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Norman K. Wessells, 1932 - 2023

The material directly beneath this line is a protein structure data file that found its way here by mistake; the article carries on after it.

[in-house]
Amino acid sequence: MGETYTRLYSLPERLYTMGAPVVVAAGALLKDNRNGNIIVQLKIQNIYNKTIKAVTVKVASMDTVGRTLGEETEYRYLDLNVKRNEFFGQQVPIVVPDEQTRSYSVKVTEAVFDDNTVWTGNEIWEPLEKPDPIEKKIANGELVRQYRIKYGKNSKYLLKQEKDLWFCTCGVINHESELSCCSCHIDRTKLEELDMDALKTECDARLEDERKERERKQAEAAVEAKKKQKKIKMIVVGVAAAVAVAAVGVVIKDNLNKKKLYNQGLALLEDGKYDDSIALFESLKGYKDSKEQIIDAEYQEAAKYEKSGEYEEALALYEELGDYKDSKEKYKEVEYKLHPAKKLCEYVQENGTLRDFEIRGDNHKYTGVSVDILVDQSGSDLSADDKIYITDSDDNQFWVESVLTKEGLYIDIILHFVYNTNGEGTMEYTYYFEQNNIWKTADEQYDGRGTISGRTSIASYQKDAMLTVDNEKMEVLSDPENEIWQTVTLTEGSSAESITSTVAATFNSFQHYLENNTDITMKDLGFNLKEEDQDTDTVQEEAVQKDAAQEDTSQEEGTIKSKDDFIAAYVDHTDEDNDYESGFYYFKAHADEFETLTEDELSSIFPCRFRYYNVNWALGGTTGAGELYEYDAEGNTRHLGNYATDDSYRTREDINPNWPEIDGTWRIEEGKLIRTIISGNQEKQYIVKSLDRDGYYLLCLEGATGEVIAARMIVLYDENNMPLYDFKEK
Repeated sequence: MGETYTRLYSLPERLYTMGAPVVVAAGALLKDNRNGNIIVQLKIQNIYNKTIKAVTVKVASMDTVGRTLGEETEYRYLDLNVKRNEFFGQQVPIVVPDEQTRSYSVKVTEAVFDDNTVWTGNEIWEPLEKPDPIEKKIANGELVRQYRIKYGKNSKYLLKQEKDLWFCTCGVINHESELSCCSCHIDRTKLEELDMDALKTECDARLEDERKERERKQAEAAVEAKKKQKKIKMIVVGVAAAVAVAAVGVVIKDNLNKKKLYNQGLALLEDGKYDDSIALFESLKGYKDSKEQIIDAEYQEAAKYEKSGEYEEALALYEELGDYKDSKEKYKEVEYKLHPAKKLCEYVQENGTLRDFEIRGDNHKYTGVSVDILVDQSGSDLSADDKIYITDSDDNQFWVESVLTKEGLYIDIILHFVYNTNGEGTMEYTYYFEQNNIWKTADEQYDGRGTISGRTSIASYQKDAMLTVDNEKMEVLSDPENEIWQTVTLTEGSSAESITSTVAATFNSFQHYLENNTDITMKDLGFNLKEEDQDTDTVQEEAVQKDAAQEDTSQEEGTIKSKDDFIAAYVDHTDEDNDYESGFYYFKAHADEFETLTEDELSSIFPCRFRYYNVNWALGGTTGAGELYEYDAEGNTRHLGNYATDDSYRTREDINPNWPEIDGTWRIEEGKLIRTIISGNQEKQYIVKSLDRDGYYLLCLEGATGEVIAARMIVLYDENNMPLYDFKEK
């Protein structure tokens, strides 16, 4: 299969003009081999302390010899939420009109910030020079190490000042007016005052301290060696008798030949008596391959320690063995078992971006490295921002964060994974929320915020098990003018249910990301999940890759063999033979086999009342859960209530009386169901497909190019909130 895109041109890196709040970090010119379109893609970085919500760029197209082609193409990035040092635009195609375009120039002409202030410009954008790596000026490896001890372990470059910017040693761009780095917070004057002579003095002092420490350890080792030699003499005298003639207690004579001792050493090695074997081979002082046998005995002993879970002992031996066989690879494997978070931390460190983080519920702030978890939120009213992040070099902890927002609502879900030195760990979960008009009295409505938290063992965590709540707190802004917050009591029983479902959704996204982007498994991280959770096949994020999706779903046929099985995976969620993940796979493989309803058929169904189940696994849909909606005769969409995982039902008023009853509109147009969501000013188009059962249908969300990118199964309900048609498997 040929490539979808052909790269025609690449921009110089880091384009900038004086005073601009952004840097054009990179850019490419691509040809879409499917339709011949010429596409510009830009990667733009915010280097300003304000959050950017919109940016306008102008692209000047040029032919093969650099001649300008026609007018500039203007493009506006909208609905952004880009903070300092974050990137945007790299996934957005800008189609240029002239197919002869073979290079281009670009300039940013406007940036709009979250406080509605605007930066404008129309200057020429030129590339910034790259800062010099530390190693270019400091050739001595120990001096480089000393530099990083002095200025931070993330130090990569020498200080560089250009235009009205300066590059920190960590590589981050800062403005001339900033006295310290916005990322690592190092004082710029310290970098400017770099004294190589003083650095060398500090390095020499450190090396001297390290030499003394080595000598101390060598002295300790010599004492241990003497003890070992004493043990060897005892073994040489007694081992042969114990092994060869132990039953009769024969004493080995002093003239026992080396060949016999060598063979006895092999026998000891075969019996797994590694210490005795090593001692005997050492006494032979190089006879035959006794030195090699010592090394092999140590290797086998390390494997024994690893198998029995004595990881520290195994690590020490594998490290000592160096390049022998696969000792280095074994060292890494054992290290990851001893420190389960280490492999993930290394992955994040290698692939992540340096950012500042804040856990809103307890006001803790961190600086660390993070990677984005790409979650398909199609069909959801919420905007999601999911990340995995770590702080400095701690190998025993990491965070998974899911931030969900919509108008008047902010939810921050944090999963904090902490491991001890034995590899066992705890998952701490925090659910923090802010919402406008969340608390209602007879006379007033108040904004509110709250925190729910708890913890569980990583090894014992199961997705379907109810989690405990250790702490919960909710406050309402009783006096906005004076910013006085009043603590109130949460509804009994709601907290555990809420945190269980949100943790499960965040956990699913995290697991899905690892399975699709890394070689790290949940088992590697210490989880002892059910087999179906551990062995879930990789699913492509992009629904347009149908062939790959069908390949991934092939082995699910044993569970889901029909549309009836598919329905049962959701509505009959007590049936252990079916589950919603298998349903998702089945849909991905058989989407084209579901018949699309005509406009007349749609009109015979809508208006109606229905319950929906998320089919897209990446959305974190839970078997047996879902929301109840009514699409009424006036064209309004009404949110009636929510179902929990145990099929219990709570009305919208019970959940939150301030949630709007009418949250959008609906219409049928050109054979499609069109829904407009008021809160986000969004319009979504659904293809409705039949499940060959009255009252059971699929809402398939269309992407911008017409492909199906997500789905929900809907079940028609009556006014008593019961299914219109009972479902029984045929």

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Norman K. Wessells, who joined the faculty of the Stanford Department of Biological Sciences in 1962 and served as the dean of the School of Humanities and Sciences from 1981 to 1988, reflects on his research and teaching contributions and his various administrative leadership roles. Wessells describe his life before coming to Stanford, including his childhood in New Jersey, his undergraduate and graduate education in embryology at Yale, and his experience as an officer in the US Navy’s Service Corps. He discusses coming to Stanford as a post-doc to work with Clifford Grobstein and provides a sense of how the field of biology was changing in the 1960s with the impact of new discoveries and the emergence of developmental biology. Wessells provides an overview of his research agenda, including his work on nerve cells and forming axons and the extra cellular matrix (ECM), and describes some of the curricular changes he instituted. Turning to his administrative positions, he reflects on how the School of Humanities and Sciences (H&S) operated under Halsey Royden, the dean from 1973 to 1981, and describes some of the initiatives during his own tenure, including the move of the Stanford Department of Computer Science from H&S to the School of Engineering. Other topics include Hopkins Marine Station and the Monterey Bay Aquarium, affirmative action in faculty hiring, the role of the dean’s office in tenure cases, faculty retirement age issues, and his move to the University of Oregon in 1988.

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